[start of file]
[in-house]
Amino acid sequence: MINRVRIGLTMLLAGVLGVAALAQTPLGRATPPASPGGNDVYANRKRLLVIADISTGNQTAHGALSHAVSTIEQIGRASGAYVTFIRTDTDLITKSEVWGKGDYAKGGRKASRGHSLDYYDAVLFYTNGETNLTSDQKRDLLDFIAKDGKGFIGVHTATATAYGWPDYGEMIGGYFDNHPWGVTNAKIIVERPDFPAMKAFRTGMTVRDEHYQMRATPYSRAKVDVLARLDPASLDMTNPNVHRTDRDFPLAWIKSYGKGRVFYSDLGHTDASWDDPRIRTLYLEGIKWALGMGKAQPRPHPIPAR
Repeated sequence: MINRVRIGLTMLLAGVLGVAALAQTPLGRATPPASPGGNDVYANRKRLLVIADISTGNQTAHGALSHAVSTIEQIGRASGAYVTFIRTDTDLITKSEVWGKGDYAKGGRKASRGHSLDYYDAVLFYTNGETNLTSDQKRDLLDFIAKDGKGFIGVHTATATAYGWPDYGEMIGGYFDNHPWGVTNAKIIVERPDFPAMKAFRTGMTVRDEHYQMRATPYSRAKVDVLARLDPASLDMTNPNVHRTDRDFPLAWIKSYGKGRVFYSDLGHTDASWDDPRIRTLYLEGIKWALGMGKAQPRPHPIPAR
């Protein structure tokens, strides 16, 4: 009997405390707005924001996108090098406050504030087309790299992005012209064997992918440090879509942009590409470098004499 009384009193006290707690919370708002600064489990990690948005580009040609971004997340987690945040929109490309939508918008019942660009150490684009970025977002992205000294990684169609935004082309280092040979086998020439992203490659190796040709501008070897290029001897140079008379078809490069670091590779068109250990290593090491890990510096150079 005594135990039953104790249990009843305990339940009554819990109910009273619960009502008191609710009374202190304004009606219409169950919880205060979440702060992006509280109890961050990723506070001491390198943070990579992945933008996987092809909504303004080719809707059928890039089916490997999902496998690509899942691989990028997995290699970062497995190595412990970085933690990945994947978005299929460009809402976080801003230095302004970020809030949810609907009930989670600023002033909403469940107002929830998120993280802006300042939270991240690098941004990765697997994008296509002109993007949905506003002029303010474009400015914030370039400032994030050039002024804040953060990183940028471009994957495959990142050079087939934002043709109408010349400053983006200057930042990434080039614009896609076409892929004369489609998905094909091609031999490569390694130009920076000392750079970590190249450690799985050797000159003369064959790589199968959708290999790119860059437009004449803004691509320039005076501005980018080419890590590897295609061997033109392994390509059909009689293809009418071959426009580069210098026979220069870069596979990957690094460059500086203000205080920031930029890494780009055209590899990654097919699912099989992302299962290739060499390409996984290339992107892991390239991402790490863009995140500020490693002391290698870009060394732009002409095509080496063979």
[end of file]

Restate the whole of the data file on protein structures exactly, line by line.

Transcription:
[in-house]
Amino acid sequence: MINRVRIGLTMLLAGVLGVAALAQTPLGRATPPASPGGNDVYANRKRLLVIADISTGNQTAHGALSHAVSTIEQIGRASGAYVTFIRTDTDLITKSEVWGKGDYAKGGRKASRGHSLDYYDAVLFYTNGETNLTSDQKRDLLDFIAKDGKGFIGVHTATATAYGWPDYGEMIGGYFDNHPWGVTNAKIIVERPDFPAMKAFRTGMTVRDEHYQMRATPYSRAKVDVLARLDPASLDMTNPNVHRTDRDFPLAWIKSYGKGRVFYSDLGHTDASWDDPRIRTLYLEGIKWALGMGKAQPRPHPIPAR
Repeated sequence: MINRVRIGLTMLLAGVLGVAALAQTPLGRATPPASPGGNDVYANRKRLLVIADISTGNQTAHGALSHAVSTIEQIGRASGAYVTFIRTDTDLITKSEVWGKGDYAKGGRKASRGHSLDYYDAVLFYTNGETNLTSDQKRDLLDFIAKDGKGFIGVHTATATAYGWPDYGEMIGGYFDNHPWGVTNAKIIVERPDFPAMKAFRTGMTVRDEHYQMRATPYSRAKVDVLARLDPASLDMTNPNVHRTDRDFPLAWIKSYGKGRVFYSDLGHTDASWDDPRIRTLYLEGIKWALGMGKAQPRPHPIPAR
């Protein structure tokens, strides 16, 4: 009997405390707005924001996108090098406050504030087309790299992005012209064997992918440090879509942009590409470098004499 009384009193006290707690919370708002600064489990990690948005580009040609971004997340987690945040929109490309939508918008019942660009150490684009970025977002992205000294990684169609935004082309280092040979086998020439992203490659190796040709501008070897290029001897140079008379078809490069670091590779068109250990290593090491890990510096150079 005594135990039953104790249990009843305990339940009554819990109910009273619960009502008191609710009374202190304004009606219409169950919880205060979440702060992006509280109890961050990723506070001491390198943070990579992945933008996987092809909504303004080719809707059928890039089916490997999902496998690509899942691989990028997995290699970062497995190595412990970085933690990945994947978005299929460009809402976080801003230095302004970020809030949810609907009930989670600023002033909403469940107002929830998120993280802006300042939270991240690098941004990765697997994008296509002109993007949905506003002029303010474009400015914030370039400032994030050039002024804040953060990183940028471009994957495959990142050079087939934002043709109408010349400053983006200057930042990434080039614009896609076409892929004369489609998905094909091609031999490569390694130009920076000392750079970590190249450690799985050797000159003369064959790589199968959708290999790119860059437009004449803004691509320039005076501005980018080419890590590897295609061997033109392994390509059909009689293809009418071959426009580069210098026979220069870069596979990957690094460059500086203000205080920031930029890494780009055209590899990654097919699912099989992302299962290739060499390409996984290339992107892991390239991402790490863009995140500020490693002391290698870009060394732009002409095509080496063979």